Interview with Kenneth Eade, author of “An Involuntary Spy” on Digital Journal
Do you know what is in your food? Did you know that a lot of vegetables and fruit we are eating are genetically modified? I had the pleasure of interviewing Kenneth Eade with his latest book “An Involuntary Spy” which uncovers the untold story of the science behind the Genetically Modified Food industry.
Here is the article which hit the front page of Digital Journal.
Interviewed author Kenneth Eade about his political thriller “An Involuntary Spy” which is about a scientist who bec…http://t.co/YyfdDLeM6f
— Write2Film (@write2film) December 24, 2013
Dark world of GMO in Kenneth Eade’s thriller ‘An Involuntary Spy’
How does a genetic biologist working for a large biotech company, developing genetically engineered food, go up against government corruption and fraud when he tries to expose his employer?
“It just could be that this book breaks the real life controversy wide open. There are untold miseries that may not be known for decades. Altering the foods we eat can not be done without consequences. If natural is best for human health, GMOs are the worst. In the future, plant-based medicine may not work due to the manipulation of genes today.” – Barbara Stanley, Atlantic Natural Health Examiner
“Winston Churchill said Russia is a riddle wrapped in a mystery inside an enigma. That pretty much summed up the place. The young women were beautiful; the old women were hags. The people were highly educated, but most of them held down lowly jobs. The summers were brutally hot and the winters stingingly cold. It was a country of constant contrast and vast inequality. But Seth found the people in the Far Eastern provinces to be warm and generous. And if you knew when your last day of life was going to be, it was the best place to spend your last night on earth, because in Russia people party like tomorrow will never come.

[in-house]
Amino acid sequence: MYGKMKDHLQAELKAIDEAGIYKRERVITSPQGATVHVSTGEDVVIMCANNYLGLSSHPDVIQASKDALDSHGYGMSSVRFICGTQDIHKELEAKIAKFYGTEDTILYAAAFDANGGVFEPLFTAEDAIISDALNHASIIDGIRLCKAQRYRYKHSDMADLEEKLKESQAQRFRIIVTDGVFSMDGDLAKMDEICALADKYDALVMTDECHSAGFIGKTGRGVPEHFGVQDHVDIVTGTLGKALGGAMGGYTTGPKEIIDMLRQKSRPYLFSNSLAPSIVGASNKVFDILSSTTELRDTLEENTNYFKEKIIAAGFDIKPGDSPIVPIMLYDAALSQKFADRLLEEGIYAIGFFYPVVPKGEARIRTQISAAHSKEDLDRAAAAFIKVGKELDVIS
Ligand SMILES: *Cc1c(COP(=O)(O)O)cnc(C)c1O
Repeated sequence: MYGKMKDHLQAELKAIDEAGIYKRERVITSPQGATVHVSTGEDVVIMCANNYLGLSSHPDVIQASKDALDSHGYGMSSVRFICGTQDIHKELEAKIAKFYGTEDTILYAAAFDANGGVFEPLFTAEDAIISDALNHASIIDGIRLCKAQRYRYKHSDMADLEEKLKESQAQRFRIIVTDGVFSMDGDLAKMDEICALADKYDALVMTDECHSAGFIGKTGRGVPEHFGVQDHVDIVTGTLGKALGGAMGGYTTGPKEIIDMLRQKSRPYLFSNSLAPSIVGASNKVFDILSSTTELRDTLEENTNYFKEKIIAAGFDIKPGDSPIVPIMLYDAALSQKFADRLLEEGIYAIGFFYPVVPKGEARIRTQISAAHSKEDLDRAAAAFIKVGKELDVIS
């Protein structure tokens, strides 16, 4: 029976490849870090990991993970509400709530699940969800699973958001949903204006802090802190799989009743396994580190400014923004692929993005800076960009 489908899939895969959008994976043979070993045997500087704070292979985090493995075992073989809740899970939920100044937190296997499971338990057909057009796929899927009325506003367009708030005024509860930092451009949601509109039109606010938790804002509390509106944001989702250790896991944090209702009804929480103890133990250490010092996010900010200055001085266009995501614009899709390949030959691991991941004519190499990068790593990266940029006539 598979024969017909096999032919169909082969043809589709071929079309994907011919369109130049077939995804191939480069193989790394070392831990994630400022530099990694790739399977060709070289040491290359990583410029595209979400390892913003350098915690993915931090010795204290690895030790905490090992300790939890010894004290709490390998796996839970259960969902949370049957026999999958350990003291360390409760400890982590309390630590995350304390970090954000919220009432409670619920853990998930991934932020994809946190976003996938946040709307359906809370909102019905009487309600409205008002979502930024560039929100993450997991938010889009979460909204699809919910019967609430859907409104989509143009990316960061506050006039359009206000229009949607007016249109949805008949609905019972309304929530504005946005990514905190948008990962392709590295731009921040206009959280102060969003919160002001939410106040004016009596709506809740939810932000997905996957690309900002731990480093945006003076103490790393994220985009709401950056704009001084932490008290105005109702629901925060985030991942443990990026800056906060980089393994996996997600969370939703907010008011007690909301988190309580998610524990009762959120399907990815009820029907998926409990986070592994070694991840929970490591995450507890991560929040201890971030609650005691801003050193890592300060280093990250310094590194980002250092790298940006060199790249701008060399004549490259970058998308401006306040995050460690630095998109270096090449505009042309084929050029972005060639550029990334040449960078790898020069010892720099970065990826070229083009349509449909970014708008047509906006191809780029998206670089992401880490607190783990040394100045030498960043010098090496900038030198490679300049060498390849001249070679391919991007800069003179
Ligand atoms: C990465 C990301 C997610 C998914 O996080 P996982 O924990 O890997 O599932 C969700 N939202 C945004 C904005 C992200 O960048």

Seth had never thought he would have ended up here, so far from home, so out of touch with everything and everyone. He couldn’t even use his own name. He was a man without a country, without an identity. A traitor, a spy, banned forever from his own country, and all because he wanted to do something that he thought – no, knew – was right. Set things right. Like Einstein’s great mistake, he had helped to unleash Armageddon on the world and now he felt responsible to stop it. Yes, the company had been good to him, and had fulfilled his every material need. And he had reciprocated. But sometimes one man must fight for what he feels is right, even against the majority. Something that is wrong does not change to right just because the majority approves it, ignores it, or the government says it is right. It is still wrong. And he still saw the company and his country as being two separate and distinct entities. How had the lines blurred between the two and where had he crossed over from loyal citizen to traitor? Had not the company betrayed his country and become the true traitor, and he merely the bearer of the news of that betrayal?”
—— Ken Eade holds a Juris Doctor in Law from Southwestern University School of Law, and a B.A. in Liberal Studies from California State University, Northridge. Kenneth Eade is also an accomplished filmmaker and a free lance writer for the Los Angeles Daily Journal and an environmentalist.